HOLLYWOOD, Calif.–“In the Heat of the Night” may be coming back to television. This time, Mississippi-born director Tate Taylor is set to be in charge. The cable channel MGM TV is said to be developing the series, which would be set in the present day.
“Variety” magazine reported the series was being prepped last week. Taylor, who directed “The Hep” and the James Brown biopic “Get on Up” was listed as one of the executive producers, along with Warren Littlefield.
Taylor managed to get “The Help” filmed on location in his home state. For “Get on Up”, he was able to film the entire movie in Mississippi, though it was set in various states and even in Paris, France.
The magazine did not say whether the series would be filmed in Mississippi.
The two previous film incarnations were not filmed in the Magnolia State, even though the story is set here, in the fictional Sparta.
The 1967 movie was filmed mostly in Belleville, Illinois and in Missouri. The closest that film crew got to Mississippi was Tennessee. The film’s star, Sidney Poitier, said he believed Mississippi in 1967 would have been less than welcoming to a film crew whose story was controversial for the time. It involved a black detective, Virgil Tibbs, solving the murder of a white man in the segregated Sparta, whose police force was all white.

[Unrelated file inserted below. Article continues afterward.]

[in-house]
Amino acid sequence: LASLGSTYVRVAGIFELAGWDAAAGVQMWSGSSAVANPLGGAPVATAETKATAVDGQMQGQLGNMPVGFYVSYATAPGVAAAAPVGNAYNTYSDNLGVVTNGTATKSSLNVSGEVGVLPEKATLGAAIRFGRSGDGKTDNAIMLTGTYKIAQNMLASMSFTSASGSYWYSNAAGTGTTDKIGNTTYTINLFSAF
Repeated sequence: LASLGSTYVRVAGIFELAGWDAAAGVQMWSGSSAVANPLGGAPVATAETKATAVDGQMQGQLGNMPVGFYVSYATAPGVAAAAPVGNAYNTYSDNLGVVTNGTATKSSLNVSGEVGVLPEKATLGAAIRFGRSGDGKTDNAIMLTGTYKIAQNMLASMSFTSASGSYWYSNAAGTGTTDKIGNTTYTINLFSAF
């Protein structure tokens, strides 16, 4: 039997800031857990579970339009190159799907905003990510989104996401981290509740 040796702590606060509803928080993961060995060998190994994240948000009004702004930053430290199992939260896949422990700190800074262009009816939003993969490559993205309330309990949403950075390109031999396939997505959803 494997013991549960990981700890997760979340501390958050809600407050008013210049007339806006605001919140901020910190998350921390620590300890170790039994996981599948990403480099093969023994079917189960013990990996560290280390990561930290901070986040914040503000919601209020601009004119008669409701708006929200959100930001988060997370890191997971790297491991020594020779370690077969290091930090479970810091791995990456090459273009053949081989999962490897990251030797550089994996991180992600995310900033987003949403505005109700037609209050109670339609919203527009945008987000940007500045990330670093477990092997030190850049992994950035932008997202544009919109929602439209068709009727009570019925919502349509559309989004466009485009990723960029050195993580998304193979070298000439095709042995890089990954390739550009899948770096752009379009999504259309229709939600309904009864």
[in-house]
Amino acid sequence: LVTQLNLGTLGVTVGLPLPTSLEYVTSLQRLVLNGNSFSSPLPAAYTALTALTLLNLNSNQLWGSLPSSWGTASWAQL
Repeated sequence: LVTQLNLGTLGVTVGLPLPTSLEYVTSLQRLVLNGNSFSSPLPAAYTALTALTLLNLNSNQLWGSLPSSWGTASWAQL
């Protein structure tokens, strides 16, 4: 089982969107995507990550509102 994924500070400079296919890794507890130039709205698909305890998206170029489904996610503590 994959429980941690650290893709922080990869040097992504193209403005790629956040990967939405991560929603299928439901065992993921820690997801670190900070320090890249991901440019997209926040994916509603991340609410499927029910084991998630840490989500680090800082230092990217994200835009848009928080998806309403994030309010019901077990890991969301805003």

In the 1988 NBC TV series, Tibbs and Chief Bill Gillespie (Howard Rollins and Carroll O’Connor) solved murders in a more updated and racially friendly Sparta, on a weekly basis. But, again, even though the series was set in Mississippi, it was filmed first in Hammond, La., then in Atlanta suburb Covington, Ga.
That series’ crew and cast were unhappy with Hammond because it was too small.
That makes speculation about whether a weekly TV series could be filmed in Mississippi a bit on the negative side. But, there has been no official word from Taylor or the cable channel.
The series is set to examine racial and justice issues in modern Mississippi.